Cayetano Statement Scuttles Senate ZTE Corruption Probe; GMA is Home Free

Senator Alan Cayetano said that the Senate investigation into the highly anomalous us$329 million national broadband network yielded evidence “leading up to the Office of the President” but no direct testimony linking President Gloria Arroyo to the corrupt deal.

This is lawyer-speak for the fact that, although she may well be guilty, the evidence gathered against GMA won’t stand up in court nor, for that matter, in the Senate investigation or impeachment proceedings. True, a lot of the president’s men were directly implicated, notably Benjamin Abalos, Romulo Neri, Lito Atienza and a host of lesser functionaries, but there was no “smoking gun” to incriminate Arroyo. She’s one lucky bitch indeed, in the words of Gov. Salceda, and cunning too. Her people took the heat and she brazened it out, until the Supreme Court decision upholding Neri’s claim of executive privilege gave her some relief.

As Alan Cayetano said:

There is evidence leading up to the Office of the President but it is always better–may it be in a court of law, in an impeachment proceeding or in the blue ribbon committee–that there is direct testimony. (In this case), there is no direct testimony.

He went on to say that if no new witnesses surface within the next two weeks, an interim report will be released by the Senate blue-ribbon committee to this effect. As explained by Cayetano:

If by next week we will have no new witness, we will release this too. We’re making the report now and hopefully we’ll finish it within the next two weeks. The report will not be dependent on them (new witnesses).But we will not wait for them. We are now preparing the report, which includes the abduction issue and the main issues of the ZTE. We do not want to wait too long to come up with their recommendations because what is more important is to have remedial legislation that this will not be repeated.

Which irked Senator Panfilo Lacson, who expressed surprise at Cayetano’s statement, which will effectively lead to the formal closure of the Senate ZTE corruption scandal hearings. Lacson took his colleagues to task for sitting back and not pro-actively seeking new witnesses that would keep the investigation going. Sen. Jinggoy Estrada also expressed opposition to the plan to shut down the hearing.

A peeved Lacson demanded that the investigation continue. Said he:

So who has the most responsibility sitting in Malacañang? It’s not a good sign for other resource persons who might think it was all right to snub the hearings because the report would still be finalized.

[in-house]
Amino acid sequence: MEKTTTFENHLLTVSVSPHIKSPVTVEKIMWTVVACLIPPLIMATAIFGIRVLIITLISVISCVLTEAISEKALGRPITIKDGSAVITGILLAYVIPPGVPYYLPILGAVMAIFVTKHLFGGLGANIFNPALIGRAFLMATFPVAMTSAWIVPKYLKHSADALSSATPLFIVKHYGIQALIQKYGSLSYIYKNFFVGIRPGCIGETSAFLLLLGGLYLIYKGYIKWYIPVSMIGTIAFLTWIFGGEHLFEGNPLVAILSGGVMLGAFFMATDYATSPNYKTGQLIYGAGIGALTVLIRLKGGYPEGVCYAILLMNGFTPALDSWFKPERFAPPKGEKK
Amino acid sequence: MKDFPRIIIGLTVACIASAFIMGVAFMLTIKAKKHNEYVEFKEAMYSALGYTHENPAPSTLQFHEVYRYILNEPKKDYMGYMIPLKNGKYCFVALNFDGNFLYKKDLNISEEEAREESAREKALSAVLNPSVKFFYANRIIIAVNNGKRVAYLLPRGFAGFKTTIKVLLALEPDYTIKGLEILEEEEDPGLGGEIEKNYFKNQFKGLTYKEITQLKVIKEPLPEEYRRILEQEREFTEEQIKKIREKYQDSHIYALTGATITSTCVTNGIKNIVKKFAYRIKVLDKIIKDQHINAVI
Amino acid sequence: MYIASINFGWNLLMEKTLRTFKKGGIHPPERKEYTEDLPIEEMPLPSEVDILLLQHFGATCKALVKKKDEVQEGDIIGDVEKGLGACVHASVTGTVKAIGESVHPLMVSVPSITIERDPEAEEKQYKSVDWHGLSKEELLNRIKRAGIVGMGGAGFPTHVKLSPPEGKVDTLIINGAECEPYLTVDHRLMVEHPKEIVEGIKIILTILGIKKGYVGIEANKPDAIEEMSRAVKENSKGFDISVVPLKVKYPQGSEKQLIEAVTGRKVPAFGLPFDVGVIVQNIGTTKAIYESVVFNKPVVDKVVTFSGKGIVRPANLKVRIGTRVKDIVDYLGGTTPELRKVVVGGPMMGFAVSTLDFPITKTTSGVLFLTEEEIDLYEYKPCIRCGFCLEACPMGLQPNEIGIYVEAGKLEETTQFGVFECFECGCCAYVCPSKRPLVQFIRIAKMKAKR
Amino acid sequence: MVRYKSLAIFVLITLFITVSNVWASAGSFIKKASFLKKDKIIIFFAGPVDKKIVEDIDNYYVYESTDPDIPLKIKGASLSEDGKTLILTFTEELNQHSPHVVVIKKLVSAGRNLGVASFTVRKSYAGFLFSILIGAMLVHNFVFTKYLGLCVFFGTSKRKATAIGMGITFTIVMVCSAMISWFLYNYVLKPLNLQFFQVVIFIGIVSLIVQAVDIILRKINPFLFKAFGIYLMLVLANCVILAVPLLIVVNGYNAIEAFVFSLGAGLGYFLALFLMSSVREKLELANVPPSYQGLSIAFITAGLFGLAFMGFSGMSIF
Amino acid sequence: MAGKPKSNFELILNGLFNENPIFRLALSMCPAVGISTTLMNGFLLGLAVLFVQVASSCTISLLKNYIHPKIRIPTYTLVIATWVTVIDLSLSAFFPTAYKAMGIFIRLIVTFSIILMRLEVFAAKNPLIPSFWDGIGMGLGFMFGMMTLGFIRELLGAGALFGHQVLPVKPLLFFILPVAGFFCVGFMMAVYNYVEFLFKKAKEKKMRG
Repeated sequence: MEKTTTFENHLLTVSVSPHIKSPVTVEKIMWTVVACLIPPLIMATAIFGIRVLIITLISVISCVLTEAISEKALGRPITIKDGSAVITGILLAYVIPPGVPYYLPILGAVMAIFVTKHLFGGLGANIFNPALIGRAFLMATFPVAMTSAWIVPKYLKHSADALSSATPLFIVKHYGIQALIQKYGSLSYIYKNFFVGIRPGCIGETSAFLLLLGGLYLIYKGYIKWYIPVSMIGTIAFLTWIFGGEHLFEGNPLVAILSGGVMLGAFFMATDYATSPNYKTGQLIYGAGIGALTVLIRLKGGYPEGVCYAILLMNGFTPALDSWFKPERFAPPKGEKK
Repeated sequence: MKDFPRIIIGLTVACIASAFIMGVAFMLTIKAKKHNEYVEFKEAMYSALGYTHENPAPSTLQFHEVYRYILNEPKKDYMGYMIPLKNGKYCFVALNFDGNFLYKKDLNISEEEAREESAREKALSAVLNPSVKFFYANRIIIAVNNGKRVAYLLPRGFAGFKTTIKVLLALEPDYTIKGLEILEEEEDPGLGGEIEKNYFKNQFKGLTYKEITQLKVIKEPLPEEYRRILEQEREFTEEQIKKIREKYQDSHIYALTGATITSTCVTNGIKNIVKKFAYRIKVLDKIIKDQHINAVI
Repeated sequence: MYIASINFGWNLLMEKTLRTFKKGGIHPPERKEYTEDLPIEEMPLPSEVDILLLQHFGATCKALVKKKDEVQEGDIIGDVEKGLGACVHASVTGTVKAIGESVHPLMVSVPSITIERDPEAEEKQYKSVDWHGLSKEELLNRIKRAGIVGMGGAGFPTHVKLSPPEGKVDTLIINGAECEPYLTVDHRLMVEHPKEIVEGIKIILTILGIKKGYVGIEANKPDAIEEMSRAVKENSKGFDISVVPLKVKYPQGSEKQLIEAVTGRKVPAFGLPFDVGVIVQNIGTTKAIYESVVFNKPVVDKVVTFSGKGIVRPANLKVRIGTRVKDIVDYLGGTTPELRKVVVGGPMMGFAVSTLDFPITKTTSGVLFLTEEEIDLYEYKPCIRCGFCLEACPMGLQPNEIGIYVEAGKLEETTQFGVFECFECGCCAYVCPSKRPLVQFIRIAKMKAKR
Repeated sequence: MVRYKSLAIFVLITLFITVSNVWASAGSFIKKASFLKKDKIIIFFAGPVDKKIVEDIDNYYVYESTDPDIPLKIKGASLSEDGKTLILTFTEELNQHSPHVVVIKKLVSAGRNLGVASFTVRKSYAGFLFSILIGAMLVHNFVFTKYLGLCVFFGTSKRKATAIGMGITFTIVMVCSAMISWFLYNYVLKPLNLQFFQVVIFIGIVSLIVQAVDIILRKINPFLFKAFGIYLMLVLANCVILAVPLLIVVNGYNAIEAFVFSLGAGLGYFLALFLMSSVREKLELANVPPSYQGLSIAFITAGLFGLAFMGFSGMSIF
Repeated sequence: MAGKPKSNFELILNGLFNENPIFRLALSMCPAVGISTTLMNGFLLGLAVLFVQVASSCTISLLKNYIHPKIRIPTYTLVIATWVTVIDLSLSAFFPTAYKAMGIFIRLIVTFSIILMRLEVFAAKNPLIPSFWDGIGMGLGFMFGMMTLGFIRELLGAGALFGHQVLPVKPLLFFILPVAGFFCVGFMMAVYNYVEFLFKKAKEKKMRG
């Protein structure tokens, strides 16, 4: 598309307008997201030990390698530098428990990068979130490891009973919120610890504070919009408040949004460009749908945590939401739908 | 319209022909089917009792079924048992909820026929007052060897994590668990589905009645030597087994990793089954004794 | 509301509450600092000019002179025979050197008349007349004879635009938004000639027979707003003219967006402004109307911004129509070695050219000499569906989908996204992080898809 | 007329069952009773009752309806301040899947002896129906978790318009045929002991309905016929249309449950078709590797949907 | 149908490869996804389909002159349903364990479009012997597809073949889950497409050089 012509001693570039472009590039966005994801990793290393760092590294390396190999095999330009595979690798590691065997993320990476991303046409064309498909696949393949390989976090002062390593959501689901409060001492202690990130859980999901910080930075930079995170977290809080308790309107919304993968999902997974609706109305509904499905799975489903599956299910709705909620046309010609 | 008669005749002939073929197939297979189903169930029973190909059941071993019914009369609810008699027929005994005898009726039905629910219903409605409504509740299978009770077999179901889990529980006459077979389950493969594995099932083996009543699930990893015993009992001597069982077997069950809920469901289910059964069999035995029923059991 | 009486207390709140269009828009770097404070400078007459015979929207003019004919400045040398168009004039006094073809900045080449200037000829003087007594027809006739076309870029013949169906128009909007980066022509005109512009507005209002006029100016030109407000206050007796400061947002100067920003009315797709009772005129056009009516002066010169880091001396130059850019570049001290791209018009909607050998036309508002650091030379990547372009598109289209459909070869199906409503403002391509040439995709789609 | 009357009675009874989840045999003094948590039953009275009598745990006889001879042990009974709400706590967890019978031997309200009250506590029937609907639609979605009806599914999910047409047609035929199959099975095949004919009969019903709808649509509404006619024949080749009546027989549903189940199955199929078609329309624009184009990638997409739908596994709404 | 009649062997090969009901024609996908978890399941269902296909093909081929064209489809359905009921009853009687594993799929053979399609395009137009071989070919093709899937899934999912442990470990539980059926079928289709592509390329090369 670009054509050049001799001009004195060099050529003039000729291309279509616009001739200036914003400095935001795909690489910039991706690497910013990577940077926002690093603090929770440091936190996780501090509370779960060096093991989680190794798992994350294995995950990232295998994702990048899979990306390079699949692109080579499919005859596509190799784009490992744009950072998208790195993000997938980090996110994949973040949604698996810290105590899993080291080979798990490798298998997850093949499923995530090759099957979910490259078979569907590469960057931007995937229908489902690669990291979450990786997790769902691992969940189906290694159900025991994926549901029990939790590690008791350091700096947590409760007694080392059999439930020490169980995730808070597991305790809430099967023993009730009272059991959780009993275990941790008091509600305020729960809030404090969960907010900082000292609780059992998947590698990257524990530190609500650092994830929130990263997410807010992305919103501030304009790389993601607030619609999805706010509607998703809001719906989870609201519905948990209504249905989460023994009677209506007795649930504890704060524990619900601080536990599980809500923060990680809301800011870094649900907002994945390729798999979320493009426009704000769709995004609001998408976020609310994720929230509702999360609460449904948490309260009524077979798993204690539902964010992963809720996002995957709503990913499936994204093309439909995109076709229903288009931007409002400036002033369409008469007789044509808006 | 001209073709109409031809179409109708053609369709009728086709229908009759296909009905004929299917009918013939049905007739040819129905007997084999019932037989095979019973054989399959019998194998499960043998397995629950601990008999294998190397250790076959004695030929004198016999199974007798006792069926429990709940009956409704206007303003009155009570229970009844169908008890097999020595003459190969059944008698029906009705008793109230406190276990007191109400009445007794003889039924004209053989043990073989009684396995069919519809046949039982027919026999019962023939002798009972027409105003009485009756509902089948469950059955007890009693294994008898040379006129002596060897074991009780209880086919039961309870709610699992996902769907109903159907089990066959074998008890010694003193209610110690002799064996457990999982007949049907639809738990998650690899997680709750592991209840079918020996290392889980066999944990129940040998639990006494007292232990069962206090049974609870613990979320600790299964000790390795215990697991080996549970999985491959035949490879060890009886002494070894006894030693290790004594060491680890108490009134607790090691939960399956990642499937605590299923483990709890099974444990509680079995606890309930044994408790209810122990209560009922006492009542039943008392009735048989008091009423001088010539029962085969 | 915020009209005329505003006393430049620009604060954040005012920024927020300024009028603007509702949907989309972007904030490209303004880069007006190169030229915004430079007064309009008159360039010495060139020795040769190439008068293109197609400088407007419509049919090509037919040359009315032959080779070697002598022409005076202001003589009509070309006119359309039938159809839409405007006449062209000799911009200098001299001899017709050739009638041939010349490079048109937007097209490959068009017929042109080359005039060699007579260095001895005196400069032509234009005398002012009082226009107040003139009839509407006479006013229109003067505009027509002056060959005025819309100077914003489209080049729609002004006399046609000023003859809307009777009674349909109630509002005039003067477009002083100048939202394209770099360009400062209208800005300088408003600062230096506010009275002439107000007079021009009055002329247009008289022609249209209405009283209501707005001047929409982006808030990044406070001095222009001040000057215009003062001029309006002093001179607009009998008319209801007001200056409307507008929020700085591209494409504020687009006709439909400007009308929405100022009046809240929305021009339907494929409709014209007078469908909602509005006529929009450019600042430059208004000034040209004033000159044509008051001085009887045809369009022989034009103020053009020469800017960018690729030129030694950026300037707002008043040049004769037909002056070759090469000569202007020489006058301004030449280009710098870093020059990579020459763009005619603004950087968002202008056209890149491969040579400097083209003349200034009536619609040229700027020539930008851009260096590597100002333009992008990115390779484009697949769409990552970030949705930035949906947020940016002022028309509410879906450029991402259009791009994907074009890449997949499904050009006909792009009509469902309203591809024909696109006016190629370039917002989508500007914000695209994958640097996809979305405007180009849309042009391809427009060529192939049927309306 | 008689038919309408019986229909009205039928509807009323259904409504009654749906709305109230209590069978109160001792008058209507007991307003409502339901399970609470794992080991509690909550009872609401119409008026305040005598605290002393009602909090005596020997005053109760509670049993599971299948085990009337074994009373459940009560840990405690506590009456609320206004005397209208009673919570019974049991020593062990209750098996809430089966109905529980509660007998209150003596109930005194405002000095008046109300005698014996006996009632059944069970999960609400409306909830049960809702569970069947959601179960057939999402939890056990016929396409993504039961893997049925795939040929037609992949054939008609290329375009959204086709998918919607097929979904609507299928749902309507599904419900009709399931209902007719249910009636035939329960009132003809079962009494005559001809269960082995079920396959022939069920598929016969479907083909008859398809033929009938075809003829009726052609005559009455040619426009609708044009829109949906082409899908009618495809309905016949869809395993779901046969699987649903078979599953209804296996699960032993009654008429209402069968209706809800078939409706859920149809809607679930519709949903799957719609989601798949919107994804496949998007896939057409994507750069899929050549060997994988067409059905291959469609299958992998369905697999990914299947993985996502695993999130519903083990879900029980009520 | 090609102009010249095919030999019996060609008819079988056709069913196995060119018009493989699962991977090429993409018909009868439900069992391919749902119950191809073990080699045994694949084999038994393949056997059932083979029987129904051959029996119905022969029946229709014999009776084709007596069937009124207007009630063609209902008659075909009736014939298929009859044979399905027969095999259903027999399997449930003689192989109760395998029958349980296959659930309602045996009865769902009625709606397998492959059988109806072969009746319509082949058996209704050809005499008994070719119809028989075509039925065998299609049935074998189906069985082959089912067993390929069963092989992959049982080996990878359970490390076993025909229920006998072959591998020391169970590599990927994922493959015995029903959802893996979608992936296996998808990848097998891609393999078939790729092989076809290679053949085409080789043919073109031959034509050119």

To which Cayetano retorted:

Let us pardon Senator Lacson because he did not understand what I said. We could have better evidence if we have a witness testifying the involvement of the President. If there is such a witness, we are still waiting for that witness but we can’t wait forever.

Senators Miriam Defensor-Santiago and Loren Legarda agreed with Sen. Cayetano. According to Santiago:

By saying that there is no direct testimony implicating the President or the First Couple, then it is, in effect, an admission that the case against the First Couple is either very weak or does not exist at all.

Sen. Legarda added:

We have spent so much time for the hearings, asked so many questions. We don’t want to waste our time waiting for a witness who is not really involved in the ZTE deal. There was no money handed to her (Arroyo). There was nothing like that although some of those close to her were present (in the ZTE meetings), but we still cannot link this to her.

Senator Manuel Roxas agreed with Cayetano, saying that no one testified claiming to link the President to the deal or that the President had issued orders on the ZTE deal. However, he cautioned that the hearings should not be formally ended until after the Supreme Court has resolved the Senate’s motion for reconsideration of the Neri ruling.

This should come as no surprise. Former Chief Justice Artemio Panganiban , no apologist for Arroyo, has categorically and candidly stated weeks ago that, based on the law and evidence, GMA has no direct link to the ZTE NBN mess:

As it is now, there has been no evidence directly linking GMA to the alleged ZTE-NBN overprice. Other than by innuendo, not even Jun Lozada has testified that GMA was part of the bukol. Neither has Joey de Venecia definitively said that GMA was a direct beneficiary of the supposed $130-million “commission.”

Which led columnist Ramon Tulfo to ask plaintively: